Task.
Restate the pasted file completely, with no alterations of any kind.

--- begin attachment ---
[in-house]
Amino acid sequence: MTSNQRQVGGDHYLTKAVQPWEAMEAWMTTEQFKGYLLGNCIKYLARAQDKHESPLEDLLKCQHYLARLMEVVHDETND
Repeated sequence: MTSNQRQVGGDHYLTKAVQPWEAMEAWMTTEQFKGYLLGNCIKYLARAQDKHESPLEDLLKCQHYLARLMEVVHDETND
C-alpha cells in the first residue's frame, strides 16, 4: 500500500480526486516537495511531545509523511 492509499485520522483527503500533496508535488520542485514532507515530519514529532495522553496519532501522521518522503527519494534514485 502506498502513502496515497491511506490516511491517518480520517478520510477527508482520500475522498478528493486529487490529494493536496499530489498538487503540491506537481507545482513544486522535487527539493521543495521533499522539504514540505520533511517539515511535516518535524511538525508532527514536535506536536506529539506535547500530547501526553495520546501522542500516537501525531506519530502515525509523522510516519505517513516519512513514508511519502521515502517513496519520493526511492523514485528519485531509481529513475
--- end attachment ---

[in-house]
Amino acid sequence: MTSNQRQVGGDHYLTKAVQPWEAMEAWMTTEQFKGYLLGNCIKYLARAQDKHESPLEDLLKCQHYLARLMEVVHDETND
Repeated sequence: MTSNQRQVGGDHYLTKAVQPWEAMEAWMTTEQFKGYLLGNCIKYLARAQDKHESPLEDLLKCQHYLARLMEVVHDETND
C-alpha cells in the first residue's frame, strides 16, 4: 500500500480526486516537495511531545509523511 492509499485520522483527503500533496508535488520542485514532507515530519514529532495522553496519532501522521518522503527519494534514485 502506498502513502496515497491511506490516511491517518480520517478520510477527508482520500475522498478528493486529487490529494493536496499530489498538487503540491506537481507545482513544486522535487527539493521543495521533499522539504514540505520533511517539515511535516518535524511538525508532527514536535506536536506529539506535547500530547501526553495520546501522542500516537501525531506519530502515525509523522510516519505517513516519512513514508511519502521515502517513496519520493526511492523514485528519485531509481529513475